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Firefox 53 arrives with new themes, separate graphics process on Windows, and compact tabs on Android

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Mozilla today launched Firefox 53 for Windows, Mac, Linux, and Android. The new version includes two new themes on desktop, running the graphics compositor in a separate tab on Windows, compact tabs on Android, a redesigned interface for site permissions, estimated reading times, and more.

Firefox 53 for the desktop is available for download now on Firefox.com, and all existing users should be able to upgrade to it automatically. As always, the Android version is trickling out slowly on Google Play.

Mozilla doesn’t break out the exact numbers for Firefox, though the company does say “half a billion people around the world” use the browser. In other words, it’s a major platform that web developers target — even in a world increasingly dominated by mobile apps.

Desktop

First up, Firefox 53 ships with two new themes: Compact Light and Compact Dark. Both shrink the user interface (also known as the chrome) size. The former uses Firefox’s default theme colors, while the latter inverts them.

Next, as part of Mozilla’s plans to build a next-generation browser engine (Project Quantum) that takes full advantage of modern hardware, the company today shipped the Quantum Compositor for Windows. The graphics compositor, which determines what you see on your screen by flattening into one image all the layers of graphics that the browser computes, now runs in a separate process. This means Firefox is faster, because the Quantum Compositor runs on the GPU instead of the CPU, and more stable, since occasional bugs in underlying device drivers that cause crashes no longer bring down all of Firefox or even your current tab.

In fact, Mozilla found that the Quantum Compositor reduced browser crashes by about 10 percent. The Quantum Compositor will be enabled for about 70 percent of Firefox users: those on Windows 7, Windows 8, and Windows 10 running on computers with graphics cards from Intel, Nvidia, or AMD.

Firefox has received a redesigned interface for granting and managing a website’s permissions. When you visit a website that wants to access sensitive hardware or send you a notification, you’ll get a dialog box that explicitly highlights the permissions that site is requesting. To change a site’s permissions, just click the ‘i’ icon in the Awesome Bar.

Speaking of redesigns, the controls for video and audio HTML5 content have received a modern look. Furthermore, HTML5 media will not autoplay by default until you switch to that tab.

Also worth noting is that Windows users can now select between 32-bit and 64-bit Firefox during installation. Firefox 53 also removes support for 32-bit Firefox on macOS, as well as for older Pentium 4 and Opteron CPUs on Linux.

Developers meanwhile will want to know that Firefox 53 supports positioned CSS Masks, which allow authors to partially or fully hide visual elements within a webpage. Masks work by overlaying images or other graphics that define which regions of an element should be visible, translucent, or transparent. Masks can be configured to use either luminance (white pixels correspond to fully visible pixels while black pixels render the area transparent) or alpha values for occlusion (transparent pixels in the mask cause transparent pixels in the element). The new display: flow-root value, which achieves similar results to clearfix, is also supported.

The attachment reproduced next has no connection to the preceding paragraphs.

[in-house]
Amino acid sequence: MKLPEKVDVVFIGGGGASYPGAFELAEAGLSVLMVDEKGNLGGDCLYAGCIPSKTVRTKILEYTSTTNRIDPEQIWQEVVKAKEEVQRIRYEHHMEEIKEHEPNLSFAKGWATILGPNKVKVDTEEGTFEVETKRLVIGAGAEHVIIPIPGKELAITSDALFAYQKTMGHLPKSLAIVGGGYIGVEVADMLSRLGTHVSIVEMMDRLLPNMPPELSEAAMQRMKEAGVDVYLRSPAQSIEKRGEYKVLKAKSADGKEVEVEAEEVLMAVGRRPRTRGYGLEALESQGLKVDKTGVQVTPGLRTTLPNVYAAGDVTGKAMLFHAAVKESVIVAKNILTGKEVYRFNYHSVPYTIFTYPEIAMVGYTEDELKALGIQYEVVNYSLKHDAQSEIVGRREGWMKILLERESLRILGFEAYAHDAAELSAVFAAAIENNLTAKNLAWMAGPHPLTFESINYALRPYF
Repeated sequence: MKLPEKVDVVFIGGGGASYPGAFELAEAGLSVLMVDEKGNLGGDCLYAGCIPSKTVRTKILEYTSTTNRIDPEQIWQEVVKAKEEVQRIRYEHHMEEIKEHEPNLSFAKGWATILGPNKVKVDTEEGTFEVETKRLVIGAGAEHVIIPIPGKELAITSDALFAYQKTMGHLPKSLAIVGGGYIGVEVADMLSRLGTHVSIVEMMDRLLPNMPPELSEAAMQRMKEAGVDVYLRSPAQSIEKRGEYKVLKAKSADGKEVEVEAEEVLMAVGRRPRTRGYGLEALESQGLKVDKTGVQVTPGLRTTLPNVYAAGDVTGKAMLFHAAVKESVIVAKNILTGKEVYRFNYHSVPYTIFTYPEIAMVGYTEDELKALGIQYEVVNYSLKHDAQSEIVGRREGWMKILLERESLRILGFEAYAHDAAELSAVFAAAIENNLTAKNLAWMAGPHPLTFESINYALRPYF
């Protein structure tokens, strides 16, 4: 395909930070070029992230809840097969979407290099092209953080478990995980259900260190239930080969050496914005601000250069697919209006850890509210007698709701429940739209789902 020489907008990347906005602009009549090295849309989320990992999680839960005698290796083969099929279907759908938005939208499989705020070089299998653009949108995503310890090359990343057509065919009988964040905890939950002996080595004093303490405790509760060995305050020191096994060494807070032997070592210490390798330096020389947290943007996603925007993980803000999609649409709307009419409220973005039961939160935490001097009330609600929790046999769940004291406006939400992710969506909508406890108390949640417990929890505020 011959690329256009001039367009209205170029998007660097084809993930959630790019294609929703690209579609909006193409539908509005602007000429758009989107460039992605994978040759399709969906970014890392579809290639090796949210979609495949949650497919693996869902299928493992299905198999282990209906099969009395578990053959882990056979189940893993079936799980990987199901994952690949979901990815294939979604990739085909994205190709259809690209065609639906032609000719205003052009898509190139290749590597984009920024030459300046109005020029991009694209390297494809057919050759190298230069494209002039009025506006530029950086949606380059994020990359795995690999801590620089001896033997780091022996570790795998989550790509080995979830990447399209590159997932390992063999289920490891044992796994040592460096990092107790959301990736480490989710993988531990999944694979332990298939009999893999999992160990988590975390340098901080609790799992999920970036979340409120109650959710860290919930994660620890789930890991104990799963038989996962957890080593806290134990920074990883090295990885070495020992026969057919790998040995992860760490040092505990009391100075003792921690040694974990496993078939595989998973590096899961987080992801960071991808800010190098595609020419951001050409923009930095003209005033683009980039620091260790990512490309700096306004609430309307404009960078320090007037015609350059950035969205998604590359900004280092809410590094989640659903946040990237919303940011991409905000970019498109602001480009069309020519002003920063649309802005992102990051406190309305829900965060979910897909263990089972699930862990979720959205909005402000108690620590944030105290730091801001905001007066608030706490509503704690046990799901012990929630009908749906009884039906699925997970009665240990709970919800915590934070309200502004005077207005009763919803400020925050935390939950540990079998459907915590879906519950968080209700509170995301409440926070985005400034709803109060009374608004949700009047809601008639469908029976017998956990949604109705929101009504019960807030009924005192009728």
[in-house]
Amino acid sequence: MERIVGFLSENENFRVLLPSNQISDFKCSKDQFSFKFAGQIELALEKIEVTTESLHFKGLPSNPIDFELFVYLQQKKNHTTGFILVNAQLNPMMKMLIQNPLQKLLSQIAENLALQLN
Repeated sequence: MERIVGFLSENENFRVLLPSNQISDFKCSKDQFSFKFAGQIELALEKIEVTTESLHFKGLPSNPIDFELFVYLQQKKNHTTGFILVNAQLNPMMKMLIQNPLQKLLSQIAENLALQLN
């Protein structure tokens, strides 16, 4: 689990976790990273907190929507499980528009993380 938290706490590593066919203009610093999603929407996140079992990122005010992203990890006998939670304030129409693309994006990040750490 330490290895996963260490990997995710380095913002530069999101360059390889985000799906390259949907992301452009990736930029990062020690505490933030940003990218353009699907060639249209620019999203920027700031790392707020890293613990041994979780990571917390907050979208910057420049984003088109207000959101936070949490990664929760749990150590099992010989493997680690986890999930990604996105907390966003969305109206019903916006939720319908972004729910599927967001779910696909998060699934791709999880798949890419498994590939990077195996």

Here’s the full Firefox 53 changelog:

  • Improved graphics stability for Windows users with the addition of compositor process separation (Quantum Compositor)
  • Two new ‘compact’ themes available in Firefox, dark and light, based on the Firefox Developer Edition theme
  • Lightweight themes are now applied in private browsing windows
  • Reader Mode now displays estimated reading time for the page
  • Windows 7+ users on 64-bit OS can select 32-bit or 64-bit versions in the stub installer
  • Various security fixes
  • Updated the design of site permission requests to make them harder to miss and easier to understand
  • Windows XP and Vista are no longer supported. XP and Vista users running Firefox 52 will continue to receive security updates on Firefox ESR 52.
  • 32-bit Mac OS X is no longer supported. 32-bit Mac OS X users can switch to Firefox ESR 52 to continue receiving security updates.
  • Updates for Mac OS X are smaller in size compared to updates for Firefox 52
  • New visual design for audio and video controls
  • Ended Firefox Linux support for processors older than Pentium 4 and AMD Opteron
  • The last few characters of shortened tab titles fade out instead of being replaced by ellipses to keep more of the title visible
  • Changes for web developers
  • Support for WebM video with alpha, which allows playing videos with transparent backgrounds

If you’re a web developer, more details are available for you here: Firefox 53 for developers.

Android

Firefox for Android got one major new feature: Compact tabs (Settings => General). When you switch tabs, this new setting displays your tabs in two columns. This makes it easier to switch tabs when you have several open.

Here’s the full Firefox 53 for Android changelog:

  • Right to Left Language Support — Arabic (ar), Urdu (ur), Hebrew (he) and Persian (fa)
  • Users can enable two columns tabs setting in portrait mode
  • Long press on a search suggestion removes it from browser history
  • Move Android audio/video decoder out of application process for better stability during media playback
  • Users can add websites to Android home screen with predefined icons

Mozilla releases new Firefox versions every 6 to 8 weeks, and Firefox 54 is currently slated for mid June.

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